Even my thoroughly original 66 F100 is a case study in factory imperfections. So much so that it would almost certainly be refused by someone who had just paid for a top notch restoration paint job. I suspect that the T's were even more so.
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Re: Original Black T Paint - Shined Up

Post by Burger in Spokane » Fri Mar 29, 2019 10:27 pm

I spent a lot of years being sucked into the hobby paradigm of over-restoration and
perfection. After observing uppity types do the purist dance at car show after car
show, I began to rethink my own place in that attitude. It didn't take long for me to
realize that I got way more "stim" out of a fresh barn find car than I ever did out of a
flawless restoration. I began to think about how I corrected imperfections and made
cars into something they weren't to begin with, thusly altering what I value most - the
history.

When I finally committed to buying a T, one of the most attractive aspects was that
they were so crudely built, and that they look best when NOT perfect. In many ways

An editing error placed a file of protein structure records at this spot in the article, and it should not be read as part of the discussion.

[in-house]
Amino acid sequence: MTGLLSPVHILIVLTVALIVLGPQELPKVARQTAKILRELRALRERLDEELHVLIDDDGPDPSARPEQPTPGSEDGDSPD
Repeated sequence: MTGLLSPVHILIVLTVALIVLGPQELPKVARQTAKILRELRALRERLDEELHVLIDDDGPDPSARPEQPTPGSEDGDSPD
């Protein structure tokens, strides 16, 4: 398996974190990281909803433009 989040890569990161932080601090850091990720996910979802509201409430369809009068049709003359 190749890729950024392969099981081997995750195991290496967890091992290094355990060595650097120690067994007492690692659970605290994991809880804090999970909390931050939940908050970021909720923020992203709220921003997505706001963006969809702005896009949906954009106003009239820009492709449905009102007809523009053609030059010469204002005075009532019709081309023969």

it can be harder to restore a car to genuine factory imperfect levels and that 5-year-
-old-used-car look than it is to overdo it.

I enjoy my cars a lot more when I don't worry about scratches and dings.
More people are doing it today than ever before !

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Re: Original Black T Paint - Shined Up

Post by RustyFords » Fri Mar 29, 2019 11:42 pm

Your experience pretty much mirrors mine Brent. I spent too many years chasing the restoration bug and finally came to be honest with myself and admitted that I was doing it so that others in the same car groups would approve of how correct something was.